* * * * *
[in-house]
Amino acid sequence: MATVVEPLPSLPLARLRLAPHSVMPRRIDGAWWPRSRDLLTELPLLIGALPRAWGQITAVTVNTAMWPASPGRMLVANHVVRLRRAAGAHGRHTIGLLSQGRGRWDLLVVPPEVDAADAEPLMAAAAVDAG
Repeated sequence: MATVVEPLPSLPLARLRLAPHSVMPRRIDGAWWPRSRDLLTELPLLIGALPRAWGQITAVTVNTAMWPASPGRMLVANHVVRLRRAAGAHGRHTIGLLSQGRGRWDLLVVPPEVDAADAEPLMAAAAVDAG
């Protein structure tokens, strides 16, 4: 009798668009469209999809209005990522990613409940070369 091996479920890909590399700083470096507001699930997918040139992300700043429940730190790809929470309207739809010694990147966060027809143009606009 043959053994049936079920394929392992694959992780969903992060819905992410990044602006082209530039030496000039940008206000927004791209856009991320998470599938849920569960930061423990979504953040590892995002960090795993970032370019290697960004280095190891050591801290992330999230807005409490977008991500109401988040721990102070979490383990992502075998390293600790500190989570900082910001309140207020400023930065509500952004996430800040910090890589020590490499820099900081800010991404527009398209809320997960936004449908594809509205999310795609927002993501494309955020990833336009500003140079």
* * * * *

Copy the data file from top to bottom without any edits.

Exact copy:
[in-house]
Amino acid sequence: MATVVEPLPSLPLARLRLAPHSVMPRRIDGAWWPRSRDLLTELPLLIGALPRAWGQITAVTVNTAMWPASPGRMLVANHVVRLRRAAGAHGRHTIGLLSQGRGRWDLLVVPPEVDAADAEPLMAAAAVDAG
Repeated sequence: MATVVEPLPSLPLARLRLAPHSVMPRRIDGAWWPRSRDLLTELPLLIGALPRAWGQITAVTVNTAMWPASPGRMLVANHVVRLRRAAGAHGRHTIGLLSQGRGRWDLLVVPPEVDAADAEPLMAAAAVDAG
């Protein structure tokens, strides 16, 4: 009798668009469209999809209005990522990613409940070369 091996479920890909590399700083470096507001699930997918040139992300700043429940730190790809929470309207739809010694990147966060027809143009606009 043959053994049936079920394929392992694959992780969903992060819905992410990044602006082209530039030496000039940008206000927004791209856009991320998470599938849920569960930061423990979504953040590892995002960090795993970032370019290697960004280095190891050591801290992330999230807005409490977008991500109401988040721990102070979490383990992502075998390293600790500190989570900082910001309140207020400023930065509500952004996430800040910090890589020590490499820099900081800010991404527009398209809320997960936004449908594809509205999310795609927002993501494309955020990833336009500003140079």